<>"RSS - the future of the Web?", asks MacLeod (2004). His answer is "I think not!" Others take the opposite view: "IE - and the Web - will be subsumed by the RSS platform" (Gillmor, 2004).

RSS and Atom are unlikely to become the future of the Web; that would be over-stating the case. After all, there's no transactional component in either; you can't use them to buy a book or reserve a hotel room. But for those, such as librarians, who use the Web primarily to retrieve, provide and update information, RSS and Atom are fast becoming essential communication tools.


Figure 1 The New York Times circuits feed viewed using SharpReader


Figure 2 EEVL's onestep industry news service


Figure 3 University of Saskatchewan experimental RSS feed


Figure 4 The Sage extension in Firefox 0.9.2


Figure 5 The Sage feed discovery dialog box


Figure 6 Livemark in Firefox 1.0

Notes RSS feeds:



Rich Sites Services:

Library Weblogs:

University of Oxford libraries Announcements for library users:

Talis RSS Feed:

RSS Workshop:

RSS channel editor and directory:

Librarians' Index to the Internet:

Government of Canada Newsroom:

Web Feeds for Books and Monographs:

University of Kent New Acquisitions Bookfeed: Syndicated Content:


EEVL's OneStep Industry News service:

UKOLN: RSS Channel Presentation and Searching:

DOIS: Documents in Information Science:

Google groups:

Atom feeds for comp.internet.library newsgroup:



Open Archives Initiative:





Web Feeds from Electronic Journals:

BioMed Central RSS Feed:



University of Saskatchewan Library Experimental headline feed for New Journal of Physics:

IOP RSS feeds:


Weblogs Compendium: RSS Readers:



UserLand Software:


MyYahoo: RSS Headlines Module - Frequently Asked Questions:

Caching Tutorial for Web Authors and Webmasters:

IETF: Atom Publishing Format and Protocol (atompub) working group:

RDF Primer: W3C Recommendation 10 February 2004:

Dave Winer's RSS 2.0 Political FAQ:


AtomEnabled Directory:

Syndication Subscription Service:


The shifted librarian:

BlogStreet RSS Discovery tool:

Feedster FeedFinder:



Fagan Finder >All About RSS:

W3C: Use < link>s in your document:


Nature Publishing Group Newsfeeds:

Share Your OPML!:

Social Science Information Gateway:

Share Your OPML!: People Like Me:

Mac OS X Tiger: Safari RSS:

Opera 7.50 Released:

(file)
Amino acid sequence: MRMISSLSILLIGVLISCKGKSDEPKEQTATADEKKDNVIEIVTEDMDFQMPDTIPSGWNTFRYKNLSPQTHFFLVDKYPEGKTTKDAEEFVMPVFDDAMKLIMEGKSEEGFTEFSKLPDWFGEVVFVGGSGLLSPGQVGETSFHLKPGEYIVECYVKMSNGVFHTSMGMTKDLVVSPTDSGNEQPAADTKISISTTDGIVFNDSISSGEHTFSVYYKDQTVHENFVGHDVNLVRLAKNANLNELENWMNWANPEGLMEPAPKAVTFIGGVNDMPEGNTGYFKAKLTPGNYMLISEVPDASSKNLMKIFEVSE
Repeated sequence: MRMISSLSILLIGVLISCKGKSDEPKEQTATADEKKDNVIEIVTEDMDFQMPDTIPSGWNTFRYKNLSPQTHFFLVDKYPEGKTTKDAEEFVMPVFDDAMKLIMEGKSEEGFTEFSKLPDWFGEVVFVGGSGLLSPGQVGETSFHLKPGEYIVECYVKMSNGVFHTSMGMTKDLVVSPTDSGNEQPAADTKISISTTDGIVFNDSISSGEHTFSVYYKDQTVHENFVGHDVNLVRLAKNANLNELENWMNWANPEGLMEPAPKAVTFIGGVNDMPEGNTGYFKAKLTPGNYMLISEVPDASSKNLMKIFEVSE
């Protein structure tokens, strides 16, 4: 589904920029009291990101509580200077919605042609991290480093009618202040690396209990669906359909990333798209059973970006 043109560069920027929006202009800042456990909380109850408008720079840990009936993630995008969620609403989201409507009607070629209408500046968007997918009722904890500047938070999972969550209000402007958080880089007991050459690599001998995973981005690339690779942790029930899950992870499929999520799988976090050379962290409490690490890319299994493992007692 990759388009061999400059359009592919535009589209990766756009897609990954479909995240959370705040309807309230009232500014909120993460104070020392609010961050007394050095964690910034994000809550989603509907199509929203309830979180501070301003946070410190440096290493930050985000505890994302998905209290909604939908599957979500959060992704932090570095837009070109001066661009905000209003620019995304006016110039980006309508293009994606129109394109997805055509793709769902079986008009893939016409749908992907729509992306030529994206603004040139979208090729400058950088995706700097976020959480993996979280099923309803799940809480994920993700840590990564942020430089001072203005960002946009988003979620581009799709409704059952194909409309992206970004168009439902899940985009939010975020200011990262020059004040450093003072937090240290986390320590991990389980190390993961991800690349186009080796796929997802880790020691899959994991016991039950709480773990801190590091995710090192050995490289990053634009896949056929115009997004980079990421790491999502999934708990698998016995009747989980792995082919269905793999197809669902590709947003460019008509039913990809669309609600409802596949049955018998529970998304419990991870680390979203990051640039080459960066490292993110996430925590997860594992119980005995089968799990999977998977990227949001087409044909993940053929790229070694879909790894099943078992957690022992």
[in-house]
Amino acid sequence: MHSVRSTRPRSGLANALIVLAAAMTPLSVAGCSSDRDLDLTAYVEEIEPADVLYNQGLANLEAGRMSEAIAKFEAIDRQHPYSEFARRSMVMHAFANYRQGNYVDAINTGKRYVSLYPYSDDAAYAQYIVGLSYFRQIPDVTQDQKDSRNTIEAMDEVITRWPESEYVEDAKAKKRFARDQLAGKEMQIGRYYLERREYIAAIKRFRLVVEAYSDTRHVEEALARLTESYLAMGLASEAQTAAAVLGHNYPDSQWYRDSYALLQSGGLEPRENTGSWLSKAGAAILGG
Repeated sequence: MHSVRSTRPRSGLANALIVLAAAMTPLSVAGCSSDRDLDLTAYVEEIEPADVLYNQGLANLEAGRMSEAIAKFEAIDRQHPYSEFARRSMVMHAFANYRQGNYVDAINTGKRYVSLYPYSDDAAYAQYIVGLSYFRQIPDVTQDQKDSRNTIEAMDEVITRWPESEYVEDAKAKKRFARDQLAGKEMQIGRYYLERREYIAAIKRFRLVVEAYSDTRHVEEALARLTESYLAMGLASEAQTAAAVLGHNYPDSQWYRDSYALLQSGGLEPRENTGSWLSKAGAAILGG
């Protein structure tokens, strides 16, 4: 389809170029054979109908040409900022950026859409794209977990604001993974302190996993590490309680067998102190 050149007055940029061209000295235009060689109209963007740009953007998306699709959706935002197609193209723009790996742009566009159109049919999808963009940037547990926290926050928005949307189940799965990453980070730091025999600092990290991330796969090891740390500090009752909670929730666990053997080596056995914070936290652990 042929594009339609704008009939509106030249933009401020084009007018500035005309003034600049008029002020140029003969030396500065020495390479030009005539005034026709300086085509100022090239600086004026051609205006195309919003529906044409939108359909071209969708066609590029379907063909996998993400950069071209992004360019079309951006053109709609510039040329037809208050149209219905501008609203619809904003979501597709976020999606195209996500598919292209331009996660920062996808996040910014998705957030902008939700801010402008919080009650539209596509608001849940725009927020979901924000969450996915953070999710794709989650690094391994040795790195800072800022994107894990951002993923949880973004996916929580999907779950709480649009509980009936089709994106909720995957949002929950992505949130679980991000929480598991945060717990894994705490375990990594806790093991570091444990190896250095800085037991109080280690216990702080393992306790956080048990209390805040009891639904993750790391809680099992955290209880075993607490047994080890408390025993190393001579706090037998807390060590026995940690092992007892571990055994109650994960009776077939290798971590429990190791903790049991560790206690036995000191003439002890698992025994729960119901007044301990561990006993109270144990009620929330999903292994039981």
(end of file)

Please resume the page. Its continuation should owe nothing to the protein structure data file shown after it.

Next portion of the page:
Mozilla Firefox 1.0 Release Plan:



Allgood, A., 2004, "RSS feed problem; thin clients `jump' instead of (Re)", Web4lib electronic discussion list, 12 July, available at:

Bowman, L.M., 2003, "Nonprofit takes hold of blog tool", News.Com (online), 18 July, available at:

Bray, T., 2003, "I like pie", Tim Bray's blog, 23 June, available at:

Bray, T., 2004, "Tribal drumbeat", Tim Bray's blog, 21 July, available at:

Chu, C.Y., 2004, "RSS feed integration in Firefox", Redemption in a blog site, 13 July, available at:

Clark, K.G., 2004, "The courtship of Atom",, 19 May, available at:

Fichter, D., 2003, "Why and how to use blogs to promote your library's services", Marketing Library Services, 17, 6, available at:

Gillmor, S., 2004, "IEs failings point way to RSS", eWeek (online), 8 July, available at:,1759,1621372,00.asp

Harold, E.R., 2004, "Re:[xml-dev] Semantic Web permathread, iteration n+1", e-mail to XML Developers List, 3 June. available at:

Hicks, M., 2004a, "RSS backer seeks merged syndication format", eWeek (online), 9 March, available at:,1759,1546077,00.asp

Hicks, M., 2004b, "Apple's RSS embrace could bolster adoption", eWeek (online), 28 June, available at:,1759,1618128,00.asp

Hicks, M., 2004c, "Alternate news feed supporters stick with IETF", eWeek (online), 16 July, available at:,1759,1624503,00.asp

MacLeod, R., 2004, "RSS: less hype, more action", FreePint (online), No. 161, June, pp. 7-10, available at:

McKiernan, G., 2004, "Web feeds for e-journal issue notification and local OPAC/ILS holdings?, LIS-Forum mailing list, 13 June, available at:

Miller, E., 2004, "W3C response to proposed Atom Publishing Format and Protocol (atompub) working group", e-mail to Internet Engineering Steering Group, Internet Engineering Task Force, 13 May, available at:

Pilgrim, M., 2004, "The myth of RSS compatibility",, 4 February, available at: